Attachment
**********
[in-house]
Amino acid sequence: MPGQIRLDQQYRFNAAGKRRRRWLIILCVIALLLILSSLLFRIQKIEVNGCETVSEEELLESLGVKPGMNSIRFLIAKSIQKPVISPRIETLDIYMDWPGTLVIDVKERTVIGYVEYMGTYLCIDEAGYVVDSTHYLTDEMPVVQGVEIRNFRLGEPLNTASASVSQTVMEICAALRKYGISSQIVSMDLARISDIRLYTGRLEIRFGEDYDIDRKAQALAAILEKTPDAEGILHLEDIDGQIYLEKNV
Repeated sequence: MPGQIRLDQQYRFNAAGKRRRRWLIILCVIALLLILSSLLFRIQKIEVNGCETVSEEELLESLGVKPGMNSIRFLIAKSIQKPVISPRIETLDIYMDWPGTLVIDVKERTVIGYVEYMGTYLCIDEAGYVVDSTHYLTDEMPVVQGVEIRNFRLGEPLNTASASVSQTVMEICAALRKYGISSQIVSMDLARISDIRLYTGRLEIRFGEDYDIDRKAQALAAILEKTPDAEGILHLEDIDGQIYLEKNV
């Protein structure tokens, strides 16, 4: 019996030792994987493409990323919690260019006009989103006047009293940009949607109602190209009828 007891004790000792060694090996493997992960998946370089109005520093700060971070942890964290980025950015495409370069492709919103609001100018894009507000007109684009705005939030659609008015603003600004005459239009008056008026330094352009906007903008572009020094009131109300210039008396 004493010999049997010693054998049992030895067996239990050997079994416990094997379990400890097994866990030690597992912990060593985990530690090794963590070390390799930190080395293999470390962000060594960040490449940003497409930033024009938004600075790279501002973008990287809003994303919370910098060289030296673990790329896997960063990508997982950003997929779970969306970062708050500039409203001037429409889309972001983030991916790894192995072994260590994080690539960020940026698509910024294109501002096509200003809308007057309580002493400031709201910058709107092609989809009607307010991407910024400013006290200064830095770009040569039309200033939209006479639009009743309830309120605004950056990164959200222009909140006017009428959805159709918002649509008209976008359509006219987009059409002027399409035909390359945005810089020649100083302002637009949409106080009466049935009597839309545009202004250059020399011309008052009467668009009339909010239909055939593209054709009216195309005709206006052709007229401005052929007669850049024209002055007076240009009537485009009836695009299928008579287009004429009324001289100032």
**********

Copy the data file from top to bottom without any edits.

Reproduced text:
[in-house]
Amino acid sequence: MPGQIRLDQQYRFNAAGKRRRRWLIILCVIALLLILSSLLFRIQKIEVNGCETVSEEELLESLGVKPGMNSIRFLIAKSIQKPVISPRIETLDIYMDWPGTLVIDVKERTVIGYVEYMGTYLCIDEAGYVVDSTHYLTDEMPVVQGVEIRNFRLGEPLNTASASVSQTVMEICAALRKYGISSQIVSMDLARISDIRLYTGRLEIRFGEDYDIDRKAQALAAILEKTPDAEGILHLEDIDGQIYLEKNV
Repeated sequence: MPGQIRLDQQYRFNAAGKRRRRWLIILCVIALLLILSSLLFRIQKIEVNGCETVSEEELLESLGVKPGMNSIRFLIAKSIQKPVISPRIETLDIYMDWPGTLVIDVKERTVIGYVEYMGTYLCIDEAGYVVDSTHYLTDEMPVVQGVEIRNFRLGEPLNTASASVSQTVMEICAALRKYGISSQIVSMDLARISDIRLYTGRLEIRFGEDYDIDRKAQALAAILEKTPDAEGILHLEDIDGQIYLEKNV
């Protein structure tokens, strides 16, 4: 019996030792994987493409990323919690260019006009989103006047009293940009949607109602190209009828 007891004790000792060694090996493997992960998946370089109005520093700060971070942890964290980025950015495409370069492709919103609001100018894009507000007109684009705005939030659609008015603003600004005459239009008056008026330094352009906007903008572009020094009131109300210039008396 004493010999049997010693054998049992030895067996239990050997079994416990094997379990400890097994866990030690597992912990060593985990530690090794963590070390390799930190080395293999470390962000060594960040490449940003497409930033024009938004600075790279501002973008990287809003994303919370910098060289030296673990790329896997960063990508997982950003997929779970969306970062708050500039409203001037429409889309972001983030991916790894192995072994260590994080690539960020940026698509910024294109501002096509200003809308007057309580002493400031709201910058709107092609989809009607307010991407910024400013006290200064830095770009040569039309200033939209006479639009009743309830309120605004950056990164959200222009909140006017009428959805159709918002649509008209976008359509006219987009059409002027399409035909390359945005810089020649100083302002637009949409106080009466049935009597839309545009202004250059020399011309008052009467668009009339909010239909055939593209054709009216195309005709206006052709007229401005052929007669850049024209002055007076240009009537485009009836695009299928008579287009004429009324001289100032």